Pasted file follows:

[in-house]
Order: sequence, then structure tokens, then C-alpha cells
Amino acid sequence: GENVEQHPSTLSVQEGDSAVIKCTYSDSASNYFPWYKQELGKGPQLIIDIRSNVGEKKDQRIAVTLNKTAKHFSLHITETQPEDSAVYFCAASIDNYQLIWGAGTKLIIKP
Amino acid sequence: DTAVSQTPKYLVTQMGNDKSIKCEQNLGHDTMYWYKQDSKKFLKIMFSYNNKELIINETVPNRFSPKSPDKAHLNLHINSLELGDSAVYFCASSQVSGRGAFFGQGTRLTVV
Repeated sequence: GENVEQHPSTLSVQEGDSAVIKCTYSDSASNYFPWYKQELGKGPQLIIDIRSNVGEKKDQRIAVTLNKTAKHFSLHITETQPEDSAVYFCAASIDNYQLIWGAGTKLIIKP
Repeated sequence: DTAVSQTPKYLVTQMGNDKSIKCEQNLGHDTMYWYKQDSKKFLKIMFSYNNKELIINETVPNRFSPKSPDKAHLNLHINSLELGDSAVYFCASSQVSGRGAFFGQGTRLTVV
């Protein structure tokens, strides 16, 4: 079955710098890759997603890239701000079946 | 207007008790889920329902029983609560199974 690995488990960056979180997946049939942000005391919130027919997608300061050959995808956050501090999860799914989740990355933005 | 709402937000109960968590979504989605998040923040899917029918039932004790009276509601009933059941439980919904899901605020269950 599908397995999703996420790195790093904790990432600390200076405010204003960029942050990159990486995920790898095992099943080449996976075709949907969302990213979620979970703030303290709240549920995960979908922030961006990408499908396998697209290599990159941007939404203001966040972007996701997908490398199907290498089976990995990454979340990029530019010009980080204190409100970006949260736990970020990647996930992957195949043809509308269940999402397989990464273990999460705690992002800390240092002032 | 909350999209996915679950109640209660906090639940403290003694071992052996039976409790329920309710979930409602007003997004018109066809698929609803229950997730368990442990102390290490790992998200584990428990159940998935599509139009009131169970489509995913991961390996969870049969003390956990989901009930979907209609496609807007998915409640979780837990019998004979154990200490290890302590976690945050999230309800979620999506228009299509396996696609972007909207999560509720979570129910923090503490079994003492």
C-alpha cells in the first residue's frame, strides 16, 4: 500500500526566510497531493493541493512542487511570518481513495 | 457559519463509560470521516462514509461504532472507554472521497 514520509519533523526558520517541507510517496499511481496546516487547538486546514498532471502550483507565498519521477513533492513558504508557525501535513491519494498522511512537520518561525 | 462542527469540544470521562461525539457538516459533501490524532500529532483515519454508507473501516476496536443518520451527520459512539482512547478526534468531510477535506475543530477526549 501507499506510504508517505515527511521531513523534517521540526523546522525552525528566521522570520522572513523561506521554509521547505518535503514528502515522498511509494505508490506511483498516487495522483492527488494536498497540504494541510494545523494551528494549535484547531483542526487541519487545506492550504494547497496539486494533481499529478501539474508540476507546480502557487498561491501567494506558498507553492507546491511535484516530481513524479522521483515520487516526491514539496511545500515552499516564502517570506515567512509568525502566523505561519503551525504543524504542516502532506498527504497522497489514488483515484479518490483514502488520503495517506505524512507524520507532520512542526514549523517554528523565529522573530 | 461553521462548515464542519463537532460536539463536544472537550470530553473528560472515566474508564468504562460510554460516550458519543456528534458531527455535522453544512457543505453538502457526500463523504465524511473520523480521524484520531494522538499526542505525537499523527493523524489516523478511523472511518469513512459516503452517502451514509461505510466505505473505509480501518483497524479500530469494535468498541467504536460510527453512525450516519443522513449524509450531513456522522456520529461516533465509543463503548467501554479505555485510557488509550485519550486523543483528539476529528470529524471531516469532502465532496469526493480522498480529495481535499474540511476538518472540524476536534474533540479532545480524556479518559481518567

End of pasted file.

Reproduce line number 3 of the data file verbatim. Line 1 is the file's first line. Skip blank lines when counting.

Amino acid sequence: GENVEQHPSTLSVQEGDSAVIKCTYSDSASNYFPWYKQELGKGPQLIIDIRSNVGEKKDQRIAVTLNKTAKHFSLHITETQPEDSAVYFCAASIDNYQLIWGAGTKLIIKP